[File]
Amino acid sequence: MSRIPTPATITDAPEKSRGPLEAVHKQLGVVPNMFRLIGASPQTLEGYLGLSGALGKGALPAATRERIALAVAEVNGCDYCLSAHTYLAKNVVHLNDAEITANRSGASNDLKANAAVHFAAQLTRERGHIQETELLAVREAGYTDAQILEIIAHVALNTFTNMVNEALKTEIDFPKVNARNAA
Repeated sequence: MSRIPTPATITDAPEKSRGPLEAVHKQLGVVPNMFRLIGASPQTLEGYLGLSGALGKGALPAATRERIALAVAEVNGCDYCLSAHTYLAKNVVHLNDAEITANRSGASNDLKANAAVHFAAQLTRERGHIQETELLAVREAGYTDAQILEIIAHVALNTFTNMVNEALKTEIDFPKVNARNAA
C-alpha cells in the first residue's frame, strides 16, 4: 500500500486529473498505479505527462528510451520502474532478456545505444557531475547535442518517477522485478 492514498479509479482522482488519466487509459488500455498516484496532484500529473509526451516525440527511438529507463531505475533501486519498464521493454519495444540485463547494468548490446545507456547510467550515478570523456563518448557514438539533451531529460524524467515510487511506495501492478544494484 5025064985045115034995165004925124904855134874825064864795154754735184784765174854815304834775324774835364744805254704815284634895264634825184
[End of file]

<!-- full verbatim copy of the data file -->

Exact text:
Amino acid sequence: MSRIPTPATITDAPEKSRGPLEAVHKQLGVVPNMFRLIGASPQTLEGYLGLSGALGKGALPAATRERIALAVAEVNGCDYCLSAHTYLAKNVVHLNDAEITANRSGASNDLKANAAVHFAAQLTRERGHIQETELLAVREAGYTDAQILEIIAHVALNTFTNMVNEALKTEIDFPKVNARNAA
Repeated sequence: MSRIPTPATITDAPEKSRGPLEAVHKQLGVVPNMFRLIGASPQTLEGYLGLSGALGKGALPAATRERIALAVAEVNGCDYCLSAHTYLAKNVVHLNDAEITANRSGASNDLKANAAVHFAAQLTRERGHIQETELLAVREAGYTDAQILEIIAHVALNTFTNMVNEALKTEIDFPKVNARNAA
C-alpha cells in the first residue's frame, strides 16, 4: 500500500486529473498505479505527462528510451520502474532478456545505444557531475547535442518517477522485478 492514498479509479482522482488519466487509459488500455498516484496532484500529473509526451516525440527511438529507463531505475533501486519498464521493454519495444540485463547494468548490446545507456547510467550515478570523456563518448557514438539533451531529460524524467515510487511506495501492478544494484 5025064985045115034995165004925124904855134874825064864795154754735184784765174854815304834775324774835364744805254704815284634895264634825184